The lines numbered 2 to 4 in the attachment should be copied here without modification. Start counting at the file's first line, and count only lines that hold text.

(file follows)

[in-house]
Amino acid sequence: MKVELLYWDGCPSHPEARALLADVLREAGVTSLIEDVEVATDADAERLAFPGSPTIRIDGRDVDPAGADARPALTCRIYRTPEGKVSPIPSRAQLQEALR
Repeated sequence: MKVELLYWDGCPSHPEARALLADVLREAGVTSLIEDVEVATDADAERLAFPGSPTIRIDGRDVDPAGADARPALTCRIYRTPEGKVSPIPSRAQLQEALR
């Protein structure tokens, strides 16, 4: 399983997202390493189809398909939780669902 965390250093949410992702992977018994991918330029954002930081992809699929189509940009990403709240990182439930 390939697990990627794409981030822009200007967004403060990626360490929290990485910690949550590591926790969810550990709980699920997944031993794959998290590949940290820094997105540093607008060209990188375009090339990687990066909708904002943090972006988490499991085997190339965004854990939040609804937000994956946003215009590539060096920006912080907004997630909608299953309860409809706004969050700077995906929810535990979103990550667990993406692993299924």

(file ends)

Amino acid sequence: MKVELLYWDGCPSHPEARALLADVLREAGVTSLIEDVEVATDADAERLAFPGSPTIRIDGRDVDPAGADARPALTCRIYRTPEGKVSPIPSRAQLQEALR
Repeated sequence: MKVELLYWDGCPSHPEARALLADVLREAGVTSLIEDVEVATDADAERLAFPGSPTIRIDGRDVDPAGADARPALTCRIYRTPEGKVSPIPSRAQLQEALR
């Protein structure tokens, strides 16, 4: 399983997202390493189809398909939780669902 965390250093949410992702992977018994991918330029954002930081992809699929189509940009990403709240990182439930 390939697990990627794409981030822009200007967004403060990626360490929290990485910690949550590591926790969810550990709980699920997944031993794959998290590949940290820094997105540093607008060209990188375009090339990687990066909708904002943090972006988490499991085997190339965004854990939040609804937000994956946003215009590539060096920006912080907004997630909608299953309860409809706004969050700077995906929810535990979103990550667990993406692993299924």